JACKSONVILLE, Fla. -- For four quarters, Florida State coach Bobby Bowden calmly paced the sideline with his hands clasped behind his back, more a spectator of his final game than the animated young coach who actually called the plays that won it.
The dramatic change at Florida State began long before Bowden announced his official retirement, but on Friday afternoon, before a record Konica Minolta Gator Bowl crowd of 84,129, there was a sense of finality that overshadowed an impressive, emotionally charged come-from-behind win from a scrappy Florida State team determined to send its legendary coach out with a win.
Despite his diminished role since offensive coordinator Jimbo Fisher was named head coach-in-waiting, Bowden's presence in the final game of his storied 34 years at Florida State loomed larger than anything that happened on the field.
The unexpected 33-21 win over West Virginia, his former team, was just "a bonus," Bowden said.
"You know," Bowden said, "wins only last 24 hours."
His legacy, though, won't fade.
In the locker room following the game, one player smart enough to ask for an autograph approached Bowden. Then another. And another. Friday was a blur of past and present, as Bowden's current players were encouraged by hundreds of former players including Chris Weinke, Warrick Dunn and Deion Sanders, all of whom came to honor Bowden.
"I think it was very vital we send him out on a big win because the man has done so much for Florida State," said linebacker Dekoda Watson, whose two sacks sparked a surge by the defense. "He really changed a lot of people's lives. Why not go out and win this game for him?"
The Seminoles did, but it didn't look promising until the second quarter. FSU trailed 14-3 before scoring 20 unanswered points in the second and third quarters. The Seminoles were able to run the ball, and rookie quarterback E.J. Manuel racked up 189 passing yards and 70 rushing yards in his fourth career start. Jermaine Thomas finished with 121 yards and two touchdowns, and the defense came up with one big play -- an interception by Jamie Robinson at the start of the second quarter -- that swung the momentum in FSU's favor.
"I've never wanted a game more than this one," said Fisher, just moments after he inherited the program. "The respect I have for Bobby Bowden is the reason I came to Florida State, to learn under him. I came to be with him. He's a guy who there'll never be another one. I tried not to think of it like that because if you put too much pressure on yourself, you won't do it."
West Virginia coach Bill Stewart wasn't about to concede a win to Bowden just because it was the end of Bowden's legendary career.
"I don't like to lose," Stewart said. "He taught me that."
"I just love him," Stewart said. "I admire him. But I wanted to whoop him."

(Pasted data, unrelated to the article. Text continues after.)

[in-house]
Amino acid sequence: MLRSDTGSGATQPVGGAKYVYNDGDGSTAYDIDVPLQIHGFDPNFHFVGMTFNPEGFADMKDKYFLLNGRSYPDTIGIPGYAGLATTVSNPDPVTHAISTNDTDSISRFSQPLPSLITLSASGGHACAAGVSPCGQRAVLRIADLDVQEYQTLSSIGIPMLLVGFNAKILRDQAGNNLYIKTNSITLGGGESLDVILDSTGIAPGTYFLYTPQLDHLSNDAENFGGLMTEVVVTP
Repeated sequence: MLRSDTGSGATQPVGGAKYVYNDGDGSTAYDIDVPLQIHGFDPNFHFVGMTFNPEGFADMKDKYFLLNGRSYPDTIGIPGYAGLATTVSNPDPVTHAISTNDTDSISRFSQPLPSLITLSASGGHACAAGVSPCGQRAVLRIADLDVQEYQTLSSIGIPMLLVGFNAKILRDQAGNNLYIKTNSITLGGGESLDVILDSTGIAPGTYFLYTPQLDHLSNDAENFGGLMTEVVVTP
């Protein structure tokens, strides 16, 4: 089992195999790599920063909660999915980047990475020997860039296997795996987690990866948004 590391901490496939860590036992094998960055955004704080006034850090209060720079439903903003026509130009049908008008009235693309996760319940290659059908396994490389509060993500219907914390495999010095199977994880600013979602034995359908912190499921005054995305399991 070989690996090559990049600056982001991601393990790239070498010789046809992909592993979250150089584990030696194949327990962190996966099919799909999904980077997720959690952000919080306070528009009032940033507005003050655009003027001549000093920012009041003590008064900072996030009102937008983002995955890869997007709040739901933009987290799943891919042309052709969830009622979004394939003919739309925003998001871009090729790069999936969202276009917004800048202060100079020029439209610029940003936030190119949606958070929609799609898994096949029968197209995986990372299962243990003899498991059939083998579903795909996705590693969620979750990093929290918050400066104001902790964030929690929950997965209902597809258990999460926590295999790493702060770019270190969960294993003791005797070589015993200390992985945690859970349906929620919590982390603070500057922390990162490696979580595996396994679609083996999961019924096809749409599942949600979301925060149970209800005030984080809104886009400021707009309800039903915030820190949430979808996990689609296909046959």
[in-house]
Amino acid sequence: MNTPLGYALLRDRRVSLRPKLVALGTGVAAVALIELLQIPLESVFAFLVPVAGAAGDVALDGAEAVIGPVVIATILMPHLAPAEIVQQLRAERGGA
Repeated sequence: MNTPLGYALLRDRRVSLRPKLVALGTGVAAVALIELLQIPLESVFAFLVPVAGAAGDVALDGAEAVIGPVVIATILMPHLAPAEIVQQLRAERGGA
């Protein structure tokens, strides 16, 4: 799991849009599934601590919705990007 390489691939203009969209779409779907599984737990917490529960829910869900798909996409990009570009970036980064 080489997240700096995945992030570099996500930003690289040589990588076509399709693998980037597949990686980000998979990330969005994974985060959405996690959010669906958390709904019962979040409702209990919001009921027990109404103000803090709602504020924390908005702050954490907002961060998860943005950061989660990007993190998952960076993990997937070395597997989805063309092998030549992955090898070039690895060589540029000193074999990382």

Following the game, Bowden was literally swept up in the moment, as he was carried partway off the field for the last time. He was lost in a swarm of cameras at midfield as everyone wanted to capture one last moment with him. It was a premature ending to his career, but Bowden said he was at peace with it.
"We've got Heisman Trophies. We've got national championship trophies. We've got ACC trophies. I've got a box at home, must have 50 rings, must have 50 rings like that," he said. "I can't wear but one of them. When I die, I can't take it with me. There are things in life more important. There are just things more important than that to me. That's why I'm at peace with myself."
Bowden promised himself he wouldn't cry Friday -- and he didn't -- but he was overcome with emotion during his one and only pregame walk, when he and his wife of 60 years, Ann, made their way from the team buses through thousands of adoring fans to the stadium.
"That is the most emotional thing I have had," Bowden said. "I was determined I ain't crying. I wasn't going to cry, I don't care what anybody says. I was determined I ain't going to cry. The closest I came was when I walked through those players and fans. That was pretty tough."
With just under two minutes left to play, Bowden threw his hat to the band -- an old tradition he used to have -- and the gesture was as well-received by the crowd as the touchdown that won the game.
"The game will miss a giant," said Stewart.
Ann stuck by Bowden's side for everything but the game itself, and the two of them will drive back to Tallahassee together Saturday. They won't be there too much longer, though. By September, the Bowdens will probably have settled into their "second home," Panama City, Fla.
"I definitely want to leave town," he said. "I have always said when I finish a job like this, I do not want to hang around and get compared I don't want to go through that. So I'm hightailing it out of here as soon as I can."
As Bowden was answering one of his final questions in his postgame news conference, Ann walked onto the stage, planted a kiss right on him, and said, "Time to go home, baby."
There was laughter in the room as Bowden continued to answer the question. Nobody wanted to rush him, because when Bowden goes home this time, he's not coming back.
Florida State might have won Friday, but college football lost Bobby Bowden, and that's what will be remembered about this year's Gator Bowl.
Heather Dinich covers ACC college football for ESPN.com.